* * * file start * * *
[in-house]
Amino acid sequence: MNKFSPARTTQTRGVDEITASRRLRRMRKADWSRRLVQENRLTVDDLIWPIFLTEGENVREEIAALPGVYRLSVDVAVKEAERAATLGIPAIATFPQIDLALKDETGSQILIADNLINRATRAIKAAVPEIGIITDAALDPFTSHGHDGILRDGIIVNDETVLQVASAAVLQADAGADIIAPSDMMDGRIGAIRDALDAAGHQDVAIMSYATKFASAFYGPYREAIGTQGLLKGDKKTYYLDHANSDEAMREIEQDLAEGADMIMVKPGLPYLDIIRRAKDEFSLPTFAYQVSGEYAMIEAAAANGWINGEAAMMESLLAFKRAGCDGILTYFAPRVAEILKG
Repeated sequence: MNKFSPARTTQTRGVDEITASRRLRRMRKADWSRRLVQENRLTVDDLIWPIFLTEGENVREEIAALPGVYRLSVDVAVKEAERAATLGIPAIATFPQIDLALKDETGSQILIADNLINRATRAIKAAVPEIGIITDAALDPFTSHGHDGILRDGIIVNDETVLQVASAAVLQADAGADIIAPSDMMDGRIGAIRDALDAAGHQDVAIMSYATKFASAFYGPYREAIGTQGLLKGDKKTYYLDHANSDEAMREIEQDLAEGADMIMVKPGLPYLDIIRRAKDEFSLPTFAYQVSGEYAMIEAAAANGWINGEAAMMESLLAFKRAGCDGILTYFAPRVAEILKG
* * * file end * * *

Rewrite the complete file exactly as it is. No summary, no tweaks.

[in-house]
Amino acid sequence: MNKFSPARTTQTRGVDEITASRRLRRMRKADWSRRLVQENRLTVDDLIWPIFLTEGENVREEIAALPGVYRLSVDVAVKEAERAATLGIPAIATFPQIDLALKDETGSQILIADNLINRATRAIKAAVPEIGIITDAALDPFTSHGHDGILRDGIIVNDETVLQVASAAVLQADAGADIIAPSDMMDGRIGAIRDALDAAGHQDVAIMSYATKFASAFYGPYREAIGTQGLLKGDKKTYYLDHANSDEAMREIEQDLAEGADMIMVKPGLPYLDIIRRAKDEFSLPTFAYQVSGEYAMIEAAAANGWINGEAAMMESLLAFKRAGCDGILTYFAPRVAEILKG
Repeated sequence: MNKFSPARTTQTRGVDEITASRRLRRMRKADWSRRLVQENRLTVDDLIWPIFLTEGENVREEIAALPGVYRLSVDVAVKEAERAATLGIPAIATFPQIDLALKDETGSQILIADNLINRATRAIKAAVPEIGIITDAALDPFTSHGHDGILRDGIIVNDETVLQVASAAVLQADAGADIIAPSDMMDGRIGAIRDALDAAGHQDVAIMSYATKFASAFYGPYREAIGTQGLLKGDKKTYYLDHANSDEAMREIEQDLAEGADMIMVKPGLPYLDIIRRAKDEFSLPTFAYQVSGEYAMIEAAAANGWINGEAAMMESLLAFKRAGCDGILTYFAPRVAEILKG